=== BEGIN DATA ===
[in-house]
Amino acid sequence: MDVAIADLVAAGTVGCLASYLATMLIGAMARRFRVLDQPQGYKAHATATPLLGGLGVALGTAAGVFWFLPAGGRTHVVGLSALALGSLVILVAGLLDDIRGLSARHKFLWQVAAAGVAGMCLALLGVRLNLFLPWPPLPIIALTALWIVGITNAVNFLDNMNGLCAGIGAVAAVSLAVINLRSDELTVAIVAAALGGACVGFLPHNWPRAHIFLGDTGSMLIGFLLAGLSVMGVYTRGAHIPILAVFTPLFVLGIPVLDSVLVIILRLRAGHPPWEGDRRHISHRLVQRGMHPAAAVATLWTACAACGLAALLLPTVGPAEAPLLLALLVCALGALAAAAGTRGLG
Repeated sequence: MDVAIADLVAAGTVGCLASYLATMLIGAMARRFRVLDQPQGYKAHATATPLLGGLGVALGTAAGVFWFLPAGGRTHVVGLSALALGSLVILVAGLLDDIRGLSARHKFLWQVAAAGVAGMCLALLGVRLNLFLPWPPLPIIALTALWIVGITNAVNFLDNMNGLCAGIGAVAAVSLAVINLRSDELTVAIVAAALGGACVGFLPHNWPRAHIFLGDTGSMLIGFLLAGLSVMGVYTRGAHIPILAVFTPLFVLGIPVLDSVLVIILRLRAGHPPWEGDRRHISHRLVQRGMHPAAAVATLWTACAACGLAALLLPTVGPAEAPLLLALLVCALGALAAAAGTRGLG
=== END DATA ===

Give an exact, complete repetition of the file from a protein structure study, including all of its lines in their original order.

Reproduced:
[in-house]
Amino acid sequence: MDVAIADLVAAGTVGCLASYLATMLIGAMARRFRVLDQPQGYKAHATATPLLGGLGVALGTAAGVFWFLPAGGRTHVVGLSALALGSLVILVAGLLDDIRGLSARHKFLWQVAAAGVAGMCLALLGVRLNLFLPWPPLPIIALTALWIVGITNAVNFLDNMNGLCAGIGAVAAVSLAVINLRSDELTVAIVAAALGGACVGFLPHNWPRAHIFLGDTGSMLIGFLLAGLSVMGVYTRGAHIPILAVFTPLFVLGIPVLDSVLVIILRLRAGHPPWEGDRRHISHRLVQRGMHPAAAVATLWTACAACGLAALLLPTVGPAEAPLLLALLVCALGALAAAAGTRGLG
Repeated sequence: MDVAIADLVAAGTVGCLASYLATMLIGAMARRFRVLDQPQGYKAHATATPLLGGLGVALGTAAGVFWFLPAGGRTHVVGLSALALGSLVILVAGLLDDIRGLSARHKFLWQVAAAGVAGMCLALLGVRLNLFLPWPPLPIIALTALWIVGITNAVNFLDNMNGLCAGIGAVAAVSLAVINLRSDELTVAIVAAALGGACVGFLPHNWPRAHIFLGDTGSMLIGFLLAGLSVMGVYTRGAHIPILAVFTPLFVLGIPVLDSVLVIILRLRAGHPPWEGDRRHISHRLVQRGMHPAAAVATLWTACAACGLAALLLPTVGPAEAPLLLALLVCALGALAAAAGTRGLG